Revolutionizing Medicine

Maple offers its clients an alternative to sitting in a waiting room for hours on end to see a doctor. Brett Belchetz, an emergency room doctor, created this service after years of witnessing clients wait for issues that could be treated simply.

We’ve all had one of those nights where you wake up with a raging fever or with a sharp pain in your abdomen and you either have to get yourself up and off to the emergency room or wait until the next day and hope your doctor can squeeze you in. But what if there was an alternative to sitting in a waiting room for hours on end?

Brett Belchetz, an emergency room doctor from Toronto, has created just that. His new company, Maple, has redefined seeing the doctor. With this service, you can see a doctor from the comfort of your own home.

“What inspired me to start this company was the realization that about half of the people visiting emergency rooms here in Canada actually don’t have emergency room problems,” says Belchetz. “They actually have basic primary care issues and the reason why they’re going to the emergency room is that there’s nowhere else to go in our system.”

Founded in 2015, Maple already has tens of thousands of clients and hundreds of doctors from all across Canada that are ready and willing to help diagnose you and provide prescriptions.

Other services like Maple, which fall into the category of telemedicine, have been launched in other countries like the United States and the United Kingdom, where they have been met with resounding success. Belchetz was confident that providing this service to Canadians would prove to be just as successful. With a 98 per cent satisfaction rate, Maple has proved him right.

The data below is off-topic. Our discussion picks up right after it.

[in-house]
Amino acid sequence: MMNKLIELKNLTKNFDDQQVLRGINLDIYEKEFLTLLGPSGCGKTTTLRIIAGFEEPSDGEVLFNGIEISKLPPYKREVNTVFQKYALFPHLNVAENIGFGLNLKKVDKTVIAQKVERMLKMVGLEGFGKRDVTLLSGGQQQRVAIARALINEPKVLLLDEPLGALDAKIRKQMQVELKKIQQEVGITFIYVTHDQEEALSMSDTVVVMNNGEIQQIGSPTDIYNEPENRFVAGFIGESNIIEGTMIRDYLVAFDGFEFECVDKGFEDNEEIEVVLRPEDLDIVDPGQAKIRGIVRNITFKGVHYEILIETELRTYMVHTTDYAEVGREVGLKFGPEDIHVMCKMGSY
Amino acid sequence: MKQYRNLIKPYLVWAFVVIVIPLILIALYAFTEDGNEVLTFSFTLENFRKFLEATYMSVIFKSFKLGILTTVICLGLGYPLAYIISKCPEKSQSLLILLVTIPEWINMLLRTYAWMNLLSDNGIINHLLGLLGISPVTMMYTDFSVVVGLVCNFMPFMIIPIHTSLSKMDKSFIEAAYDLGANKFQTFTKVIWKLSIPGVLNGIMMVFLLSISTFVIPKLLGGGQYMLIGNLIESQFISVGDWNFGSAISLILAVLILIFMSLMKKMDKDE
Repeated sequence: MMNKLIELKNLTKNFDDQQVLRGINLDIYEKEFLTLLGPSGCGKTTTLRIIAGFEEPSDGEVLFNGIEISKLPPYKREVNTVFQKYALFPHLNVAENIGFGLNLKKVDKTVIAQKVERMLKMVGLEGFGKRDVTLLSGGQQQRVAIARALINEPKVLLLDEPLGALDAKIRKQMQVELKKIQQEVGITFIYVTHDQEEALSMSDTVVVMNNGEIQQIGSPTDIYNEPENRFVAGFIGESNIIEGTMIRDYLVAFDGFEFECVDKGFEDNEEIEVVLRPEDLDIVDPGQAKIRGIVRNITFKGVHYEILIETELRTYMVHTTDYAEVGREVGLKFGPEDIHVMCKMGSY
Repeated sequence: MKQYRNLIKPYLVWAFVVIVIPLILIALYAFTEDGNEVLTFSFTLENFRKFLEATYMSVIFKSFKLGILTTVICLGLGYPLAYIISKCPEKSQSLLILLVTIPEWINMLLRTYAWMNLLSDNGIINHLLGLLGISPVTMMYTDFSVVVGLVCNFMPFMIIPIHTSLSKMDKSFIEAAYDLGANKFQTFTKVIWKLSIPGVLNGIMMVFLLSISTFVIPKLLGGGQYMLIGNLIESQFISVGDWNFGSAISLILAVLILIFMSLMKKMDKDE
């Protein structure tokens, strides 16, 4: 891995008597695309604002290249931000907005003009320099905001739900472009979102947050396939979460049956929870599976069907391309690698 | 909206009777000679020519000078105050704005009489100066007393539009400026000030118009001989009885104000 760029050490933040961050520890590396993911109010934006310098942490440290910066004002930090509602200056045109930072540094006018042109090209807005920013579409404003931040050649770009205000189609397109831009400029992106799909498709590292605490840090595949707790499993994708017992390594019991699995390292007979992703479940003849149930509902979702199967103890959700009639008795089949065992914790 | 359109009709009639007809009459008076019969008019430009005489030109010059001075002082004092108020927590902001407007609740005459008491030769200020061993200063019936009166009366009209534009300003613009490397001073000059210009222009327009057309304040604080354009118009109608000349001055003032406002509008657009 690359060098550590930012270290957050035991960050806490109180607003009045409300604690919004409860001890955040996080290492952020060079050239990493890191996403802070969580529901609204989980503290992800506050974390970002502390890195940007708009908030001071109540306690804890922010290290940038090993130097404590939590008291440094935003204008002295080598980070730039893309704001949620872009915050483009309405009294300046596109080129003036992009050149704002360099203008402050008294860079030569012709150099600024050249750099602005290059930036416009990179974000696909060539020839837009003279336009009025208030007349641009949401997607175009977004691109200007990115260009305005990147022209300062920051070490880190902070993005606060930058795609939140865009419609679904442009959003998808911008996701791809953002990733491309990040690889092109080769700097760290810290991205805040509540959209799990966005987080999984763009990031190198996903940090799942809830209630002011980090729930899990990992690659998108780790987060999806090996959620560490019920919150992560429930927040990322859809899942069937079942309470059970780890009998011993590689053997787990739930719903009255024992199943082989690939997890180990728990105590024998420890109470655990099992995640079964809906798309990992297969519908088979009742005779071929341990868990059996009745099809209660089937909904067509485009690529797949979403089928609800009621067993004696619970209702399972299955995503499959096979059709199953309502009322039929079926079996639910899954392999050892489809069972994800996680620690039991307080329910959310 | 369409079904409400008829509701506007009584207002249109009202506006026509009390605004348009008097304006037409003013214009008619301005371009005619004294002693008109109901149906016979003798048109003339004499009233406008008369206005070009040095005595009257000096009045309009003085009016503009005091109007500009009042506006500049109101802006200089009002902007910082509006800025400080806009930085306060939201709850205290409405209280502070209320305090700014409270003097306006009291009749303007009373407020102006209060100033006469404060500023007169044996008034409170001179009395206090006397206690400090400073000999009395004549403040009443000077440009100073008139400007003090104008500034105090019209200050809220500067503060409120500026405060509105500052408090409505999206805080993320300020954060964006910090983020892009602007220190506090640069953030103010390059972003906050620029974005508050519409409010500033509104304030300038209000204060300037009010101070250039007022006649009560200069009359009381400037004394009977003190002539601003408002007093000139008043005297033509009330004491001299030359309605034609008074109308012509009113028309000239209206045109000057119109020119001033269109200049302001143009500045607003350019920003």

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To use this service all you have to do is log on to the website or app, input your symptoms and wait to be seen by a doctor, which currently only takes about a minute and a half. “This is technology that is really, really straightforward and intuitive to use,” Belchetz tells us — even his 81-year-old father uses Maple effortlessly!

Maple doesn’t just help those who simply don’t have time to get to the emergency room or to wait to go see their family doctor. This service has allowed those who can’t leave their houses easily, like those with physical disabilities or mental health problems, or people living or working in rural areas, to quickly see a doctor and even get prescriptions delivered to them through the service’s partnership with Alliance Pharmacy.

This utilization of the Internet also means that no matter where you are, whether you’re at home, at university or even on vacation anywhere in the world, you can go online and see a Canadian doctor almost instantly.

Although this service is not covered by OHIP, it can be reimbursed through a health spending account and some employers have begun incorporating it into their coverage. “We wanted to make the service as affordable as it could be while being able to staff it with doctors,” says Belchetz.

Belchetz has countless aspirations for this company and he’s crushing them one by one. Currently Maple is in the process of expanding into the United States after partnering with a travel insurance company and it’s even forming a partnership with one of the Maritime provinces to staff rural hospitals that were on the brink of shutting down, all using telemedicine.

www.getmaple.ca

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Victoria Scott

Victoria Scott